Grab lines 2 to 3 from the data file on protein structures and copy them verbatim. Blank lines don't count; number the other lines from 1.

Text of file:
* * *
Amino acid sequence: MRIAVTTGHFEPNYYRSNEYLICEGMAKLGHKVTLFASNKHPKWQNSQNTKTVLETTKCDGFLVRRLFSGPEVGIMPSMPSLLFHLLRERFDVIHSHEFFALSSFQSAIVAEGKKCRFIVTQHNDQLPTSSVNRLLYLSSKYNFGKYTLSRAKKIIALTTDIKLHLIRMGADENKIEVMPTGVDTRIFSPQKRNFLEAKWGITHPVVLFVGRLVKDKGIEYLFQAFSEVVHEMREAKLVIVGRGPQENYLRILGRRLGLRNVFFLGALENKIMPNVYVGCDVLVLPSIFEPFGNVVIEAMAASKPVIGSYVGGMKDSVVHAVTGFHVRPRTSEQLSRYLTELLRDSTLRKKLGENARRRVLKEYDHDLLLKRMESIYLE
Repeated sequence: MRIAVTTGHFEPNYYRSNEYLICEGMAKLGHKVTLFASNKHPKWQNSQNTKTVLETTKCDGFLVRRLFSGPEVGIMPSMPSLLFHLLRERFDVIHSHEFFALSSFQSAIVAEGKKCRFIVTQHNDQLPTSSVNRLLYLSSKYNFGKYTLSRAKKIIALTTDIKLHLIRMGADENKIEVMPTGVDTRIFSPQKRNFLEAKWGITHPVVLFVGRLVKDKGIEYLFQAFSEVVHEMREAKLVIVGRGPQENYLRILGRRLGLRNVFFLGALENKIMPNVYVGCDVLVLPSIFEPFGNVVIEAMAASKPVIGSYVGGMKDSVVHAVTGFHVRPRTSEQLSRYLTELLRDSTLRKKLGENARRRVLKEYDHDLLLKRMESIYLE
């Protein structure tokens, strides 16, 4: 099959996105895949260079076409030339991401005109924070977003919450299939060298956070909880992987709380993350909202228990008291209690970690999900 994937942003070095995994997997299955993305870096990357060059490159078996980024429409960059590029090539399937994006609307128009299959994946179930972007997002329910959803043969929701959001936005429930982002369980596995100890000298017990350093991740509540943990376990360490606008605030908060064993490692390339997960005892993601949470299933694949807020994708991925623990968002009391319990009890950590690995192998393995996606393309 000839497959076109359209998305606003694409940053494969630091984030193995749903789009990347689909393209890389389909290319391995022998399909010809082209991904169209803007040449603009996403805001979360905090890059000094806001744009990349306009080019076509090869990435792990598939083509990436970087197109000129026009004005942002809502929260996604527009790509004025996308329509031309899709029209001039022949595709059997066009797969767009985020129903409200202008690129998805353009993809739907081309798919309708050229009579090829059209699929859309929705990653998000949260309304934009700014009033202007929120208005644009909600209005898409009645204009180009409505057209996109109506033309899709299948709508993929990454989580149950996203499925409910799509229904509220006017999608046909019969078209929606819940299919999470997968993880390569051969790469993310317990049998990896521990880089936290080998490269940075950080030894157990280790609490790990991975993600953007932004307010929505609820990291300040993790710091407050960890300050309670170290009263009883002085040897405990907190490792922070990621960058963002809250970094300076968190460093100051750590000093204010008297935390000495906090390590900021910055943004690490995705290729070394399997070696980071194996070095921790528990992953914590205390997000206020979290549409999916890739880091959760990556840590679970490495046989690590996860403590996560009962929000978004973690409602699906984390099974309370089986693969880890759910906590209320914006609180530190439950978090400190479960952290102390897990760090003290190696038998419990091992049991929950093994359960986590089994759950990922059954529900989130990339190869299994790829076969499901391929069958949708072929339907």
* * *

Repeated sequence: MRIAVTTGHFEPNYYRSNEYLICEGMAKLGHKVTLFASNKHPKWQNSQNTKTVLETTKCDGFLVRRLFSGPEVGIMPSMPSLLFHLLRERFDVIHSHEFFALSSFQSAIVAEGKKCRFIVTQHNDQLPTSSVNRLLYLSSKYNFGKYTLSRAKKIIALTTDIKLHLIRMGADENKIEVMPTGVDTRIFSPQKRNFLEAKWGITHPVVLFVGRLVKDKGIEYLFQAFSEVVHEMREAKLVIVGRGPQENYLRILGRRLGLRNVFFLGALENKIMPNVYVGCDVLVLPSIFEPFGNVVIEAMAASKPVIGSYVGGMKDSVVHAVTGFHVRPRTSEQLSRYLTELLRDSTLRKKLGENARRRVLKEYDHDLLLKRMESIYLE
């Protein structure tokens, strides 16, 4: 099959996105895949260079076409030339991401005109924070977003919450299939060298956070909880992987709380993350909202228990008291209690970690999900 994937942003070095995994997997299955993305870096990357060059490159078996980024429409960059590029090539399937994006609307128009299959994946179930972007997002329910959803043969929701959001936005429930982002369980596995100890000298017990350093991740509540943990376990360490606008605030908060064993490692390339997960005892993601949470299933694949807020994708991925623990968002009391319990009890950590690995192998393995996606393309 000839497959076109359209998305606003694409940053494969630091984030193995749903789009990347689909393209890389389909290319391995022998399909010809082209991904169209803007040449603009996403805001979360905090890059000094806001744009990349306009080019076509090869990435792990598939083509990436970087197109000129026009004005942002809502929260996604527009790509004025996308329509031309899709029209001039022949595709059997066009797969767009985020129903409200202008690129998805353009993809739907081309798919309708050229009579090829059209699929859309929705990653998000949260309304934009700014009033202007929120208005644009909600209005898409009645204009180009409505057209996109109506033309899709299948709508993929990454989580149950996203499925409910799509229904509220006017999608046909019969078209929606819940299919999470997968993880390569051969790469993310317990049998990896521990880089936290080998490269940075950080030894157990280790609490790990991975993600953007932004307010929505609820990291300040993790710091407050960890300050309670170290009263009883002085040897405990907190490792922070990621960058963002809250970094300076968190460093100051750590000093204010008297935390000495906090390590900021910055943004690490995705290729070394399997070696980071194996070095921790528990992953914590205390997000206020979290549409999916890739880091959760990556840590679970490495046989690590996860403590996560009962929000978004973690409602699906984390099974309370089986693969880890759910906590209320914006609180530190439950978090400190479960952290102390897990760090003290190696038998419990091992049991929950093994359960986590089994759950990922059954529900989130990339190869299994790829076969499901391929069958949708072929339907």